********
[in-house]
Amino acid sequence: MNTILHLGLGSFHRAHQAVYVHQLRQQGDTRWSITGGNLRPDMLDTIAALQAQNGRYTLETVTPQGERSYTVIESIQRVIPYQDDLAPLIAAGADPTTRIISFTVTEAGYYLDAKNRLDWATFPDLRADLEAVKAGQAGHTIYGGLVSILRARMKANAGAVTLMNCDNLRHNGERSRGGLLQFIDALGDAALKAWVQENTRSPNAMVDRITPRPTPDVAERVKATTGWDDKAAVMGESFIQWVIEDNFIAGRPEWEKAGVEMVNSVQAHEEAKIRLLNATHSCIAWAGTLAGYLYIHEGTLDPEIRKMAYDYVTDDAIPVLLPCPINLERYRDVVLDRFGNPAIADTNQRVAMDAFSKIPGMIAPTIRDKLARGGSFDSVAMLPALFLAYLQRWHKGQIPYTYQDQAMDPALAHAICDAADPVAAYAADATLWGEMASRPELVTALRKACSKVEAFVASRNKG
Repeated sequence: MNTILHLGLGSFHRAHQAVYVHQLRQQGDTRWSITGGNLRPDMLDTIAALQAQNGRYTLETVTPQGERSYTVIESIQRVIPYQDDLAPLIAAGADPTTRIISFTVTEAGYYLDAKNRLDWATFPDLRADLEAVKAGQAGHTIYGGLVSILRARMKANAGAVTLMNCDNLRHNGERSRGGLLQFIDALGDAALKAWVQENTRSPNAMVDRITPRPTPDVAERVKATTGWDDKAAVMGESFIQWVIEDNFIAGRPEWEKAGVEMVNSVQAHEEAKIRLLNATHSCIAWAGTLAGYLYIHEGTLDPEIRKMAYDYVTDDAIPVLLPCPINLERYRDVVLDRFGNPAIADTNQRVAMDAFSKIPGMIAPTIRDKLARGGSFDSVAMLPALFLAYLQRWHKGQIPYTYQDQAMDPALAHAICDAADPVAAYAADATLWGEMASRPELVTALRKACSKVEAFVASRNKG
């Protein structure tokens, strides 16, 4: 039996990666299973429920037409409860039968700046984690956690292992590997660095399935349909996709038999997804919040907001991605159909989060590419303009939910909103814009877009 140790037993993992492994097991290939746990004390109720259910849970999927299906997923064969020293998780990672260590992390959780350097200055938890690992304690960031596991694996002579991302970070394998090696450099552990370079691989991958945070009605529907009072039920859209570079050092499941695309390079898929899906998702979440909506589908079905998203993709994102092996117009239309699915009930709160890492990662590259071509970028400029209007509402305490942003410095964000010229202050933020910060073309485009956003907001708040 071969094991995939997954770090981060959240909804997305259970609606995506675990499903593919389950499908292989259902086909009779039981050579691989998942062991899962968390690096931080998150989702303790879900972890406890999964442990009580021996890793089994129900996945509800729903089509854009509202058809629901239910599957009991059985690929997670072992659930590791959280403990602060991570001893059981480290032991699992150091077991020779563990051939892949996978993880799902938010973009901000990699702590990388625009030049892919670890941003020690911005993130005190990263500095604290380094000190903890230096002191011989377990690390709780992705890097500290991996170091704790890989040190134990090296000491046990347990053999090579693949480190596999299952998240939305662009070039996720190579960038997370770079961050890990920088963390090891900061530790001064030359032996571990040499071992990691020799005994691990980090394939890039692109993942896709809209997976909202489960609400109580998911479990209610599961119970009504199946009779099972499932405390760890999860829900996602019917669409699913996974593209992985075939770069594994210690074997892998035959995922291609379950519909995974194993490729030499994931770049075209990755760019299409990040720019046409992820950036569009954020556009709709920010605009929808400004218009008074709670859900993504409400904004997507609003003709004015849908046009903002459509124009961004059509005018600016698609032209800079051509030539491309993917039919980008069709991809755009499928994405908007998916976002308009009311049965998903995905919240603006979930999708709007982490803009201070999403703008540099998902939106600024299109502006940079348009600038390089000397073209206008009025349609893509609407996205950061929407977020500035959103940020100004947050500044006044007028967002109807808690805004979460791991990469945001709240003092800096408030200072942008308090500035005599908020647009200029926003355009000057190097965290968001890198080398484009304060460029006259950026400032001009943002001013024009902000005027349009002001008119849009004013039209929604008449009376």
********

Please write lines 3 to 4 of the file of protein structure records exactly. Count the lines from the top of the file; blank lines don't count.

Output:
Repeated sequence: MNTILHLGLGSFHRAHQAVYVHQLRQQGDTRWSITGGNLRPDMLDTIAALQAQNGRYTLETVTPQGERSYTVIESIQRVIPYQDDLAPLIAAGADPTTRIISFTVTEAGYYLDAKNRLDWATFPDLRADLEAVKAGQAGHTIYGGLVSILRARMKANAGAVTLMNCDNLRHNGERSRGGLLQFIDALGDAALKAWVQENTRSPNAMVDRITPRPTPDVAERVKATTGWDDKAAVMGESFIQWVIEDNFIAGRPEWEKAGVEMVNSVQAHEEAKIRLLNATHSCIAWAGTLAGYLYIHEGTLDPEIRKMAYDYVTDDAIPVLLPCPINLERYRDVVLDRFGNPAIADTNQRVAMDAFSKIPGMIAPTIRDKLARGGSFDSVAMLPALFLAYLQRWHKGQIPYTYQDQAMDPALAHAICDAADPVAAYAADATLWGEMASRPELVTALRKACSKVEAFVASRNKG
């Protein structure tokens, strides 16, 4: 039996990666299973429920037409409860039968700046984690956690292992590997660095399935349909996709038999997804919040907001991605159909989060590419303009939910909103814009877009 140790037993993992492994097991290939746990004390109720259910849970999927299906997923064969020293998780990672260590992390959780350097200055938890690992304690960031596991694996002579991302970070394998090696450099552990370079691989991958945070009605529907009072039920859209570079050092499941695309390079898929899906998702979440909506589908079905998203993709994102092996117009239309699915009930709160890492990662590259071509970028400029209007509402305490942003410095964000010229202050933020910060073309485009956003907001708040 071969094991995939997954770090981060959240909804997305259970609606995506675990499903593919389950499908292989259902086909009779039981050579691989998942062991899962968390690096931080998150989702303790879900972890406890999964442990009580021996890793089994129900996945509800729903089509854009509202058809629901239910599957009991059985690929997670072992659930590791959280403990602060991570001893059981480290032991699992150091077991020779563990051939892949996978993880799902938010973009901000990699702590990388625009030049892919670890941003020690911005993130005190990263500095604290380094000190903890230096002191011989377990690390709780992705890097500290991996170091704790890989040190134990090296000491046990347990053999090579693949480190596999299952998240939305662009070039996720190579960038997370770079961050890990920088963390090891900061530790001064030359032996571990040499071992990691020799005994691990980090394939890039692109993942896709809209997976909202489960609400109580998911479990209610599961119970009504199946009779099972499932405390760890999860829900996602019917669409699913996974593209992985075939770069594994210690074997892998035959995922291609379950519909995974194993490729030499994931770049075209990755760019299409990040720019046409992820950036569009954020556009709709920010605009929808400004218009008074709670859900993504409400904004997507609003003709004015849908046009903002459509124009961004059509005018600016698609032209800079051509030539491309993917039919980008069709991809755009499928994405908007998916976002308009009311049965998903995905919240603006979930999708709007982490803009201070999403703008540099998902939106600024299109502006940079348009600038390089000397073209206008009025349609893509609407996205950061929407977020500035959103940020100004947050500044006044007028967002109807808690805004979460791991990469945001709240003092800096408030200072942008308090500035005599908020647009200029926003355009000057190097965290968001890198080398484009304060460029006259950026400032001009943002001013024009902000005027349009002001008119849009004013039209929604008449009376």